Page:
display

[dih-spley]

verb (used with object)

verb (used without object)

(of animals) to engage in a stereotyped behavior that conveys information to individuals of the same or another species.

noun


Origin of display

1250–1300; Middle English desplayen < Anglo-French, Old French despleier < Late Latin displicāre to unfold. See dis-1, plicate
Related formsdis·play·er, nounpre·dis·play, noun, verb (used with object)re·dis·play, verb (used with object)self-dis·play, nounun·dis·play·ing, adjective

Synonyms for display

Synonym study

1, 2. Display, evince, exhibit, manifest mean to show or bring to the attention of another or others. To display is literally to spread something out so that it may be most completely and favorably seen: to display goods for sale. To exhibit is to display something in a show: to exhibit the best flowers. They may both be used for showing (off) one's qualities or feelings: He displayed his wit. He exhibited great surprise. To evince and to manifest also mean to show feelings or qualities: to evince or manifest surprise, interest. 8. See show.

Antonyms for display

1, 2. conceal.
Dictionary.com Unabridged Based on the Random House Unabridged Dictionary, © Random House, Inc. 2019


Examples from the Web for displaying

Contemporary Examples of displaying

Historical Examples of displaying

  • “This is the last opera of the season,” said she, displaying a pink ticket.

    The First Violin

    Jessie Fothergill

  • This sight amused him, particularly when there were women there displaying their bare bosoms.

    Therese Raquin

    Emile Zola

  • The skin had been torn away, displaying the rosy flesh, studded with dark specks.

    Therese Raquin

    Emile Zola

  • Now then you have a fine opportunity of displaying your training.

    Anabasis

    Xenophon

  • Portstewart was displaying symptoms of decline as a watering-place.


British Dictionary definitions for displaying

display

verb

(tr) to show or make visible
(tr) to disclose or make evident; revealto display anger
(tr) to flaunt in an ostentatious wayto display military might
(tr) to spread or open out; unfurl or unfold
(tr) to give prominence to (headings, captions, etc) by the use of certain typefaces
(intr) zoology to engage in a display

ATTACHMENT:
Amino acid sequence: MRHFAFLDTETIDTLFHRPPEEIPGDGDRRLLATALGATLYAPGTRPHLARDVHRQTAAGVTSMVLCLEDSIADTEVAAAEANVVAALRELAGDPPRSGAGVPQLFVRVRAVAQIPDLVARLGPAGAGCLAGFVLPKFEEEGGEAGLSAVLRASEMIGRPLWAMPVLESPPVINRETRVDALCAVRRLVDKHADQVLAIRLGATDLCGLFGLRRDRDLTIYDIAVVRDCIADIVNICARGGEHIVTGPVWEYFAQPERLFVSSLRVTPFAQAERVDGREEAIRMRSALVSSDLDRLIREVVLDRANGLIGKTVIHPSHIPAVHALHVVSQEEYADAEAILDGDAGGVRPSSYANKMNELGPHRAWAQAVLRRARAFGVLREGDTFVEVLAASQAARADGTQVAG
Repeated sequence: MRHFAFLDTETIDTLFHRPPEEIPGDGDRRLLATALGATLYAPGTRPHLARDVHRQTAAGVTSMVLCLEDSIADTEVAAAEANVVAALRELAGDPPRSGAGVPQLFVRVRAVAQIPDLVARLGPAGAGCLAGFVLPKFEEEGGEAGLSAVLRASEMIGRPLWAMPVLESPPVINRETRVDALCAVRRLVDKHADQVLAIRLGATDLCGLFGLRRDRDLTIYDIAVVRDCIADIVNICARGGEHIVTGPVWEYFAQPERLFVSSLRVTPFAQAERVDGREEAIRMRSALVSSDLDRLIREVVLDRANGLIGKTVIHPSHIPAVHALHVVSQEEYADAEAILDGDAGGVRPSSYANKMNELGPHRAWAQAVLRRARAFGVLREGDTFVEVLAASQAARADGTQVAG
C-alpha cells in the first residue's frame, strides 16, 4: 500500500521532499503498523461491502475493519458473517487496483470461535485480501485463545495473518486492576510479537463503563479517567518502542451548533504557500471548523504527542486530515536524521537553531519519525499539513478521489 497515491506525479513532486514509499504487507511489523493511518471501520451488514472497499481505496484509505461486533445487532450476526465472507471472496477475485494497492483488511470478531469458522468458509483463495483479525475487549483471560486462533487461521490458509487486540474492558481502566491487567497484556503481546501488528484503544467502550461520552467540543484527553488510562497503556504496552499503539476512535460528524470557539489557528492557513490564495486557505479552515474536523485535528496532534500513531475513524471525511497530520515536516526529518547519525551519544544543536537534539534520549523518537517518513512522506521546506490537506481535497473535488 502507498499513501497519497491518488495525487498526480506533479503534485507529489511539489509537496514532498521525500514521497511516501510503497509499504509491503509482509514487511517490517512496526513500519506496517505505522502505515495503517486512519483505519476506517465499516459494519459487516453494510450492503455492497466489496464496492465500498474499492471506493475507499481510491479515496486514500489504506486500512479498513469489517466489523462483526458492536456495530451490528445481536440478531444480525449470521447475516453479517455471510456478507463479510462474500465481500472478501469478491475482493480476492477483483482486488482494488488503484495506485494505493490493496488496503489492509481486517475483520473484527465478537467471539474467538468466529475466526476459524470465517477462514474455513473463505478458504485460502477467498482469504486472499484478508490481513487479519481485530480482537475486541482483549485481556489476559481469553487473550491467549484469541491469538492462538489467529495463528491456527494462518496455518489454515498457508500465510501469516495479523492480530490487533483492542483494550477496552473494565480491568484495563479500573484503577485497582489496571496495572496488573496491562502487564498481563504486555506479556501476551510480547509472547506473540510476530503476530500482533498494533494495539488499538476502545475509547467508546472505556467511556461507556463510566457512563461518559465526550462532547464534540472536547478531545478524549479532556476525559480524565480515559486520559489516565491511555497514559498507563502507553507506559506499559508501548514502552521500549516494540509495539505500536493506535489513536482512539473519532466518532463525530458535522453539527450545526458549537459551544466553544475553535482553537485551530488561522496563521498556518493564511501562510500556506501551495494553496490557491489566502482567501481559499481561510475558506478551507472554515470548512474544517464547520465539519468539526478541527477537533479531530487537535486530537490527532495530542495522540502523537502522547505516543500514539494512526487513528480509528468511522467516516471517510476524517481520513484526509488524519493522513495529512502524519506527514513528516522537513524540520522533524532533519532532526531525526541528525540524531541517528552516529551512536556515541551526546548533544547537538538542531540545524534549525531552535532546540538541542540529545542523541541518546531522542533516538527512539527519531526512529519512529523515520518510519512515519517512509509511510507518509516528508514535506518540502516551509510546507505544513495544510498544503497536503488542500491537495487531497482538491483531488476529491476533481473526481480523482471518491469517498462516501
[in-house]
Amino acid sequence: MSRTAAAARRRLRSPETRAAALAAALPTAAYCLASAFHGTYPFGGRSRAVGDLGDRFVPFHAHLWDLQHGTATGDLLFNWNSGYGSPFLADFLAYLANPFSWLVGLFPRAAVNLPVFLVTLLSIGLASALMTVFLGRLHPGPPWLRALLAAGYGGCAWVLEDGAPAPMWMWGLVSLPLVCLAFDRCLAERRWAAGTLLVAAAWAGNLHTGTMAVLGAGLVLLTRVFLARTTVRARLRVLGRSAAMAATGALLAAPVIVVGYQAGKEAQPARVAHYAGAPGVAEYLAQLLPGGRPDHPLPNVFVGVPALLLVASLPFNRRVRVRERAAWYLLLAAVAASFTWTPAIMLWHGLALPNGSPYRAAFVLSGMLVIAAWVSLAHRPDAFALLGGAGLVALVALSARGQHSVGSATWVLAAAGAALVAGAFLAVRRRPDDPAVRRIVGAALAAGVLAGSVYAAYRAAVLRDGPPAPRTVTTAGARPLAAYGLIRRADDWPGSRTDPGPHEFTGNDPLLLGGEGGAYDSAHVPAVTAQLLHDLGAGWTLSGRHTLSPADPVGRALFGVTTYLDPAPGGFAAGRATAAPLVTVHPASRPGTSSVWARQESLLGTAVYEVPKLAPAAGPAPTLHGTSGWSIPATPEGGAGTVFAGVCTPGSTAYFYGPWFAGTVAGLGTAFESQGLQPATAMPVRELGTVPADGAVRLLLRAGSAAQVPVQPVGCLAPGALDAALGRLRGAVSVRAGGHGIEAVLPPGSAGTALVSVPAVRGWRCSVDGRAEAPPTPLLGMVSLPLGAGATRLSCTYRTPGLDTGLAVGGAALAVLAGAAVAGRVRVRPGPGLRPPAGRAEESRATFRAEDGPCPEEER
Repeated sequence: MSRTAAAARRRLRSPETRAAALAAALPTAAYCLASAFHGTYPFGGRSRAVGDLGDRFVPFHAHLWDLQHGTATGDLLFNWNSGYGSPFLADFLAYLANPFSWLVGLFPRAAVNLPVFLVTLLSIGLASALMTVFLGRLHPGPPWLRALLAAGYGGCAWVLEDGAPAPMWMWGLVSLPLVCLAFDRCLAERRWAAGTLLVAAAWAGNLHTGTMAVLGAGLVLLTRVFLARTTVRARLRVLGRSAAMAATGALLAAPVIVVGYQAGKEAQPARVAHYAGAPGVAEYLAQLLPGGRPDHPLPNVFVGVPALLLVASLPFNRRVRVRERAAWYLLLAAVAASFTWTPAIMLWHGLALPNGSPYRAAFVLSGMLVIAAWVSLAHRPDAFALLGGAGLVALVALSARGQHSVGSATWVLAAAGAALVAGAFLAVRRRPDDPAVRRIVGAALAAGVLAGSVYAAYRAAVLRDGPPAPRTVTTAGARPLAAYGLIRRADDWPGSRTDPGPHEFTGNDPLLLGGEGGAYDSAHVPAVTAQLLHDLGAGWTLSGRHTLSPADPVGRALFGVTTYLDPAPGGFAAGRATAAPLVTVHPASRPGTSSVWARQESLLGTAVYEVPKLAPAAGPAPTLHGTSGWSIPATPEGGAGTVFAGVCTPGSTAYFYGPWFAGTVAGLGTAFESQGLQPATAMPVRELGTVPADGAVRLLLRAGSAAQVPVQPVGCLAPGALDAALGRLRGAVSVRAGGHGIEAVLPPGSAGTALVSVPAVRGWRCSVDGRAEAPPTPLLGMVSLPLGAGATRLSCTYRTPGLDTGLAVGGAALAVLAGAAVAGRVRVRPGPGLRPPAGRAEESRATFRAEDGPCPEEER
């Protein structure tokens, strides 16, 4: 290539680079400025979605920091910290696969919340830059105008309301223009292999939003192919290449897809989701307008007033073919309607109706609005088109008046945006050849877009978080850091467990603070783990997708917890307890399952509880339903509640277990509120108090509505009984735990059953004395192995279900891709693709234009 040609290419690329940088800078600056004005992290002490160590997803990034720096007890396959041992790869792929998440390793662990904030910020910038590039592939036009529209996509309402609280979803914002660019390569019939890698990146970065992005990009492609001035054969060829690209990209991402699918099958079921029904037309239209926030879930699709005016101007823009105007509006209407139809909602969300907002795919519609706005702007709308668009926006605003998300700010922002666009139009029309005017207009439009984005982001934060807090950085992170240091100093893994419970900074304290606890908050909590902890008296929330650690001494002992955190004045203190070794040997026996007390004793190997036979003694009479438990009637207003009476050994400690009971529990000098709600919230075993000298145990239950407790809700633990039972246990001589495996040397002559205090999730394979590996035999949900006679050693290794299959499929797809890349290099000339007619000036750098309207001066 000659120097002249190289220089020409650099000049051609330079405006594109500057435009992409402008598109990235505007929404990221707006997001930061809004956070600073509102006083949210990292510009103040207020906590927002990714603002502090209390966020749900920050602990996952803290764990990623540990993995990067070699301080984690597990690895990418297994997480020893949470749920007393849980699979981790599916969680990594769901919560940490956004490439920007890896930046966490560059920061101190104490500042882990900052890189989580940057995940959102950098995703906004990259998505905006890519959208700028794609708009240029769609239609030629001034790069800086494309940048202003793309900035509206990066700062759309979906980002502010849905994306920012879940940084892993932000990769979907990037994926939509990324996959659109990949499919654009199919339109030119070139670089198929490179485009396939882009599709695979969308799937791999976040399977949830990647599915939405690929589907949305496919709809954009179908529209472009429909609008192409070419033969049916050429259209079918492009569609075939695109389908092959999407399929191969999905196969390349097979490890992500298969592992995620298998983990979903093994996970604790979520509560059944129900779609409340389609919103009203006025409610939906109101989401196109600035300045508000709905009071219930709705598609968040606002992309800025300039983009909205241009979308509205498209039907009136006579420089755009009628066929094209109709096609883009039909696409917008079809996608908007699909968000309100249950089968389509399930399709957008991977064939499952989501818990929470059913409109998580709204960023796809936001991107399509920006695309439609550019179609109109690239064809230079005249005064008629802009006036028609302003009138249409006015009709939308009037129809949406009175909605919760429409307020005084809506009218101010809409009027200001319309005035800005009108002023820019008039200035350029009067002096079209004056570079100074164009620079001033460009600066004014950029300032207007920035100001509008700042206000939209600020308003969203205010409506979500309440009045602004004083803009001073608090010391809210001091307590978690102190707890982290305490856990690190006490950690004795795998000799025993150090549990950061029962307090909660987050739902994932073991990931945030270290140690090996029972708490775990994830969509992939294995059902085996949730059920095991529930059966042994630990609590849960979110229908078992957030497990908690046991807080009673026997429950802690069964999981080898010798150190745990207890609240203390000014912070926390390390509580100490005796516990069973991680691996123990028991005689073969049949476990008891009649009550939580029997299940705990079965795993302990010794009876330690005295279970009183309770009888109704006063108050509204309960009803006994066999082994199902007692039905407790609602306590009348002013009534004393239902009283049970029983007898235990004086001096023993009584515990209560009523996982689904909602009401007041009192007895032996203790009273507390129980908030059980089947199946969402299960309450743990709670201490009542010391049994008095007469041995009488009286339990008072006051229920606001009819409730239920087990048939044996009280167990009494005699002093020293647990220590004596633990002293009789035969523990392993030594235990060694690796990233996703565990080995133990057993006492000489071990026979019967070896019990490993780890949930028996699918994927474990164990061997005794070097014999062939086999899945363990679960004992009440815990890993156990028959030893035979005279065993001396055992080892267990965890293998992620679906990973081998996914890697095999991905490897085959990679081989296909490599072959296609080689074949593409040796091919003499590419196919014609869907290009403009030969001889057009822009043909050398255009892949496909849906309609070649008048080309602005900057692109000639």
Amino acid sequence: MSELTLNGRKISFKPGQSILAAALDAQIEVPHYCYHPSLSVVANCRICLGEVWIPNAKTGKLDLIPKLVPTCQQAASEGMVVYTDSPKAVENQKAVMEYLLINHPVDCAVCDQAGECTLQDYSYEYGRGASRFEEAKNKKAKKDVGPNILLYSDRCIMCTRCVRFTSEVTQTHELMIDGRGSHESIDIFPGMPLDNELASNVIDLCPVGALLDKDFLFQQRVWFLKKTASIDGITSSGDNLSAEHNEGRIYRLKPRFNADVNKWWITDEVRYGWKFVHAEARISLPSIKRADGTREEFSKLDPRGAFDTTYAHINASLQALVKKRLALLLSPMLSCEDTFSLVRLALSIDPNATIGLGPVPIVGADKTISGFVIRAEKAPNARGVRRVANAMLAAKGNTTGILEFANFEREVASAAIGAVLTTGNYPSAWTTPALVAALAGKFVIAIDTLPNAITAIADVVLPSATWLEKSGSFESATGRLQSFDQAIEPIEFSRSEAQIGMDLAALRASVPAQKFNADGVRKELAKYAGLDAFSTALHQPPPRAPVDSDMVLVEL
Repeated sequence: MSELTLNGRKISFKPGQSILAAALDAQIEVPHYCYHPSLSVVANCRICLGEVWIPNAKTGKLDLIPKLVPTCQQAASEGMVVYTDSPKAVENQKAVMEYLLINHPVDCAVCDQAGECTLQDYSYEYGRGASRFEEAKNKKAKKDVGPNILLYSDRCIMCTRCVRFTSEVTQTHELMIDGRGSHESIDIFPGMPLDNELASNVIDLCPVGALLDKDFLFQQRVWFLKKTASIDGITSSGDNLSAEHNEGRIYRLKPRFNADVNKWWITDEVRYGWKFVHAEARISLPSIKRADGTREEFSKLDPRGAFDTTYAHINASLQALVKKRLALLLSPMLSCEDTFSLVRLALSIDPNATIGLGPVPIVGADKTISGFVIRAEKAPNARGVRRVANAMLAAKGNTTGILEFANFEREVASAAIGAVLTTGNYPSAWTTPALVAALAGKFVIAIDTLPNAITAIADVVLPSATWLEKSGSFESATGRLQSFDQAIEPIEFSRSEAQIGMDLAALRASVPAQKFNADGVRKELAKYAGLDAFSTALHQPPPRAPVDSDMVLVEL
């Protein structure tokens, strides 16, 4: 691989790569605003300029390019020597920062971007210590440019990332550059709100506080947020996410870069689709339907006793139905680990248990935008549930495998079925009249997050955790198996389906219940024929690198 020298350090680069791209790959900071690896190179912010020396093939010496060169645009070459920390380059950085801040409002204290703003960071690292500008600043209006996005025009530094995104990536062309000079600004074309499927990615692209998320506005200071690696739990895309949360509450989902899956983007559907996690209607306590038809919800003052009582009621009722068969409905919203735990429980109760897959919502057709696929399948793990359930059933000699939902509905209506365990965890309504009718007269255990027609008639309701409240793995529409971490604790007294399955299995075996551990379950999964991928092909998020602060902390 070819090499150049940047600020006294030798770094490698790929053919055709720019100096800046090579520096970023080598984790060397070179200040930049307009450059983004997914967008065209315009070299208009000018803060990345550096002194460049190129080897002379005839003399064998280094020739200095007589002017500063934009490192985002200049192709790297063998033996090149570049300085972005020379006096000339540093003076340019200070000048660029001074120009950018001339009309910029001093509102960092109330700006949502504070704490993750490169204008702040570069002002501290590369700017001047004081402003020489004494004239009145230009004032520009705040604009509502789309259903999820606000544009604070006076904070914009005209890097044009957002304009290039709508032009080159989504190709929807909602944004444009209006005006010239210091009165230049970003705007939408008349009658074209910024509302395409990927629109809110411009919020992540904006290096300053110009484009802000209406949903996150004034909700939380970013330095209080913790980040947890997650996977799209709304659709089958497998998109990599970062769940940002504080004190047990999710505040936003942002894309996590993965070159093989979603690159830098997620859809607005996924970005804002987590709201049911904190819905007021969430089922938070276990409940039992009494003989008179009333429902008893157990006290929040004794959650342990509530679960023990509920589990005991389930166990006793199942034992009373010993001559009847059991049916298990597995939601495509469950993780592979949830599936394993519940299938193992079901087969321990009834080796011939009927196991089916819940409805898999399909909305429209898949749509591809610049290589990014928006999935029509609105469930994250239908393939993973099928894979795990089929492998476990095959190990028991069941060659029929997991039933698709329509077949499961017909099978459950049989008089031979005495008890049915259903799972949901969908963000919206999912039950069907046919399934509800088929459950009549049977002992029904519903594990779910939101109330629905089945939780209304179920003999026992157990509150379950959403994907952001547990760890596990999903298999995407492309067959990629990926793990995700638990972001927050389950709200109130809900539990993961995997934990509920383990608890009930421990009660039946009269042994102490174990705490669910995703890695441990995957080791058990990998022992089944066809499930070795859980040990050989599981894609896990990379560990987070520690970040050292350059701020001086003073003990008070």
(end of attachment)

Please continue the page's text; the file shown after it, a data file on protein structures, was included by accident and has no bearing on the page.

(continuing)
noun

the act of exhibiting or displaying; showa display of fear
something exhibited or displayed
an ostentatious or pretentious exhibitiona display of his accomplishments
  1. an arrangement of certain typefaces to give prominence to headings, captions, advertisements, etc
  2. printed matter that is eye-catching
electronics
  1. a device capable of representing information visually, as on a cathode-ray tube screen
  2. the information so presented
zoology a pattern of behaviour in birds, fishes, etc, by which the animal attracts attention while it is courting the female, defending its territory, etc
(modifier) relating to or using typefaces that give prominence to the words they are used to set
Derived Formsdisplayer, noun

Word Origin for display

C14: from Anglo-French despleier to unfold, from Late Latin displicāre to scatter, from dis- 1 + plicāre to fold
Collins English Dictionary - Complete & Unabridged 2012 Digital Edition © William Collins Sons & Co. Ltd. 1979, 1986 © HarperCollins Publishers 1998, 2000, 2003, 2005, 2006, 2007, 2009, 2012

Word Origin and History for displaying

display

v.

late 13c., "unfurl" (a banner, etc.), from Old French desploiir (Modern French déployer) "unfold, unfasten, spread out" (of knots, sealed letters, etc.), from Latin displicare "to scatter," from dis- "un-, apart" (see dis-) + plicare "to fold" (see ply (v.1)).

Properly of sails or flags (and unconnected to play); meaning "reveal, exhibit" is late 14c. Related: Displayed; displaying.

display

n.

1580s, "description," from display (v.). Meaning "exhibition" is from 1680s.

Online Etymology Dictionary, © 2010 Douglas Harper